One inch more than the measure of me, and one inch less than that of my father. It’s been a while since I lined up, back to back. But if I did, the space between us would only read two inches. Maybe less now that he is older. Nearly sixty. Closer to the next decade than the last.
It’s common knowledge that people shrink as they get older. Or at least I think it is. I also learned about it at white, upright tables with a lecturer projected on a glowing board: the cartilage collapses and compresses between vertebrae. Plus, osteoporosis: holes in bones. Not exactly, but that’s how I drew it on the corners of my notes. Giants shrink. Children grow.
I used to examine my father’s hands instead of holding them. I’d dam the veins and watch the swell. Move the knotty tendons hypertrophied from sailing and suturing. Before he was my father, he was a sailor. As my father, he was also always a doctor. When I was a writing major before medical school, I wrote a story about those memories. I wrote about a child led down the driveway on a summer night thick with crickets and the city’s orange lighting the horizon. We walked through the constellations. He told me their names, though now I can’t remember.
My father’s voice rumbles through the walls of his office where I’m borrowing an unused room to study for a test that will inch me closer to becoming a doctor, like him.
“Tell me, what’s been going on?” he says. Six feet and a wall away. I only understand the muffled words because I grew up with them.
He visited me the other day when I was still studying in the city, before quarantine sent me back to my high school home. We walked back from a restaurant. I showed him my right hand in the park. I hadn’t been rock climbing recently (just studying), but it was hurting. We passed through the open gate and sentinel trees to the sidewalk looped around the stretch of mostly dormant grass. He examined my hand. I demonstrated the tendon: thicker than a violin’s string, thinner than a shoelace tying thumb and forefinger together. He told me its name, though now I can’t remember.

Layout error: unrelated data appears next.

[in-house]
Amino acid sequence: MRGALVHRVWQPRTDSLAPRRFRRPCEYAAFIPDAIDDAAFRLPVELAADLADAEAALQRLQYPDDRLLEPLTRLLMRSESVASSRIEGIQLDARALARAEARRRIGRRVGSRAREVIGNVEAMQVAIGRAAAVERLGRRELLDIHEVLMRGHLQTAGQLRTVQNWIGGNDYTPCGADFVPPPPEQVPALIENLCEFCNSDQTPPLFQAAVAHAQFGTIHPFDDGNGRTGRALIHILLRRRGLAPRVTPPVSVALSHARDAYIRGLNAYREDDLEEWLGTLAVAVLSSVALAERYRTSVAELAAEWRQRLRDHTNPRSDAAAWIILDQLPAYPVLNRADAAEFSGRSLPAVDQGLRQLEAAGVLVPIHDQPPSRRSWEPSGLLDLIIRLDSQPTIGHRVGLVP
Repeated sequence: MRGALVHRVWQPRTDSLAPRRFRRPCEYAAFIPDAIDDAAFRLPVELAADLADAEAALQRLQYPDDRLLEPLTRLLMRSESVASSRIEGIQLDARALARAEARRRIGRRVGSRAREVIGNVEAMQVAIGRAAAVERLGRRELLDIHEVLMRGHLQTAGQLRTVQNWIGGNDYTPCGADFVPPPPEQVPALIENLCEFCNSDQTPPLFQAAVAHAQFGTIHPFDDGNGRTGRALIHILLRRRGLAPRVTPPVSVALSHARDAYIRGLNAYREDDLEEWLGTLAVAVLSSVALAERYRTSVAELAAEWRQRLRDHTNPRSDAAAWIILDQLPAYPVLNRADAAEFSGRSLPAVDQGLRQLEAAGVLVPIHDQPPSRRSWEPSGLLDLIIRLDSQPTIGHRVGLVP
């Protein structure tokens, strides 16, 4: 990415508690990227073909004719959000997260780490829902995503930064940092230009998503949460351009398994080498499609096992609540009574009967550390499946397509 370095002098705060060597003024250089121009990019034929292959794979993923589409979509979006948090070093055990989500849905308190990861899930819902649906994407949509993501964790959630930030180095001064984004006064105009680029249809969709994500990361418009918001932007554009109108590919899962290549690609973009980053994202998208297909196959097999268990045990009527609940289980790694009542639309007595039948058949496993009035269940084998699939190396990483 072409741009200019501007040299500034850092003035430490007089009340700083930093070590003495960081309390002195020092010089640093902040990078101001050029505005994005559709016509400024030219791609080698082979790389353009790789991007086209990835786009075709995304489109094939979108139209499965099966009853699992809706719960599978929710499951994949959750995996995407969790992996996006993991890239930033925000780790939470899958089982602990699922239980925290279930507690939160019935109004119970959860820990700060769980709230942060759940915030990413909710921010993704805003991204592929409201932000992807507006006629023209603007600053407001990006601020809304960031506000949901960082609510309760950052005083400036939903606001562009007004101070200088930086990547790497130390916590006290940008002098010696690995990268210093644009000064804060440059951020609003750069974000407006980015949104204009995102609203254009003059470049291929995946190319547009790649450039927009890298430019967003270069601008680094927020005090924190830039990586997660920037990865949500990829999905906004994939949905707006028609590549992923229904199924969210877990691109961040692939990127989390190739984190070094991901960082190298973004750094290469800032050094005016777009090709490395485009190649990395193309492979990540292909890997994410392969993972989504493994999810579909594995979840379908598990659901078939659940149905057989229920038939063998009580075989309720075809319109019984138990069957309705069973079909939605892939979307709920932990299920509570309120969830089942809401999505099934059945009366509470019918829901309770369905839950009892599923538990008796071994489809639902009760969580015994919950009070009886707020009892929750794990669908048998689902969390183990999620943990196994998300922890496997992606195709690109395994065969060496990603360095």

I sit in the spare room of my father’s building, an urgent care center. An email arrives and silently informs me: the testing centers are closed. Indefinitely. I will not take the medical licensing exam I was scheduled for in ten days, the test that would have been the first legal step in practicing as a doctor. Across the hall, the urgent care center is performing their first COVID-19 test.
In the park, my father showed me the strictures in his palm between ring finger and wrist. Genetic. I searched for it after he told me, but now writing I had to look it up again, remembering only the common name, Viking’s hand, instead of the medical, Dupuytren’s contracture. We paused beneath a tall oak so he could model: stretching under pressure. If you don’t, it will contract eventually.
Someday I may have hands like my father.